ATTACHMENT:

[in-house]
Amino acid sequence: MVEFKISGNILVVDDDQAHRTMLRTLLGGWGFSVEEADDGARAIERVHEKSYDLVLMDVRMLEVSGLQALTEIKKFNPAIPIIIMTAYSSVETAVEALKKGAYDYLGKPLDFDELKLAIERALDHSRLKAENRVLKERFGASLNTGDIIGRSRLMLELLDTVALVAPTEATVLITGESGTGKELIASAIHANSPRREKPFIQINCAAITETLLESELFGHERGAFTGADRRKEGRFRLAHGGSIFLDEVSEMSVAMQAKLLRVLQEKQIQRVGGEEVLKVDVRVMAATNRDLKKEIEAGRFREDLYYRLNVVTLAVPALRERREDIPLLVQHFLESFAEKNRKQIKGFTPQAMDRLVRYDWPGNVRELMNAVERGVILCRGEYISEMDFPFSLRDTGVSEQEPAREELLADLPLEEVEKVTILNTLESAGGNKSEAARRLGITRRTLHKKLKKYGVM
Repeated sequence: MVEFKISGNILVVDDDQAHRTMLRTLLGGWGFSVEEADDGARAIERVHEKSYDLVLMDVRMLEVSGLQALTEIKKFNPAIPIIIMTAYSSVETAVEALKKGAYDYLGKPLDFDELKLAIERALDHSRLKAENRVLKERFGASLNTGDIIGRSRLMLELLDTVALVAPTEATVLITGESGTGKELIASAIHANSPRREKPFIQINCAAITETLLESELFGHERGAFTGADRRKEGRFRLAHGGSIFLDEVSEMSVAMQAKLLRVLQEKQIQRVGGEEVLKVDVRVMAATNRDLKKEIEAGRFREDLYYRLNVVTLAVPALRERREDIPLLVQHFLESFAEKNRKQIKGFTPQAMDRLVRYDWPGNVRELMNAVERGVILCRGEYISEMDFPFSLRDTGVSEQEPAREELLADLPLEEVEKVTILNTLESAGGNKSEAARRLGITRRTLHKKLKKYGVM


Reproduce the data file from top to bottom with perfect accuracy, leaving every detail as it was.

[in-house]
Amino acid sequence: MVEFKISGNILVVDDDQAHRTMLRTLLGGWGFSVEEADDGARAIERVHEKSYDLVLMDVRMLEVSGLQALTEIKKFNPAIPIIIMTAYSSVETAVEALKKGAYDYLGKPLDFDELKLAIERALDHSRLKAENRVLKERFGASLNTGDIIGRSRLMLELLDTVALVAPTEATVLITGESGTGKELIASAIHANSPRREKPFIQINCAAITETLLESELFGHERGAFTGADRRKEGRFRLAHGGSIFLDEVSEMSVAMQAKLLRVLQEKQIQRVGGEEVLKVDVRVMAATNRDLKKEIEAGRFREDLYYRLNVVTLAVPALRERREDIPLLVQHFLESFAEKNRKQIKGFTPQAMDRLVRYDWPGNVRELMNAVERGVILCRGEYISEMDFPFSLRDTGVSEQEPAREELLADLPLEEVEKVTILNTLESAGGNKSEAARRLGITRRTLHKKLKKYGVM
Repeated sequence: MVEFKISGNILVVDDDQAHRTMLRTLLGGWGFSVEEADDGARAIERVHEKSYDLVLMDVRMLEVSGLQALTEIKKFNPAIPIIIMTAYSSVETAVEALKKGAYDYLGKPLDFDELKLAIERALDHSRLKAENRVLKERFGASLNTGDIIGRSRLMLELLDTVALVAPTEATVLITGESGTGKELIASAIHANSPRREKPFIQINCAAITETLLESELFGHERGAFTGADRRKEGRFRLAHGGSIFLDEVSEMSVAMQAKLLRVLQEKQIQRVGGEEVLKVDVRVMAATNRDLKKEIEAGRFREDLYYRLNVVTLAVPALRERREDIPLLVQHFLESFAEKNRKQIKGFTPQAMDRLVRYDWPGNVRELMNAVERGVILCRGEYISEMDFPFSLRDTGVSEQEPAREELLADLPLEEVEKVTILNTLESAGGNKSEAARRLGITRRTLHKKLKKYGVM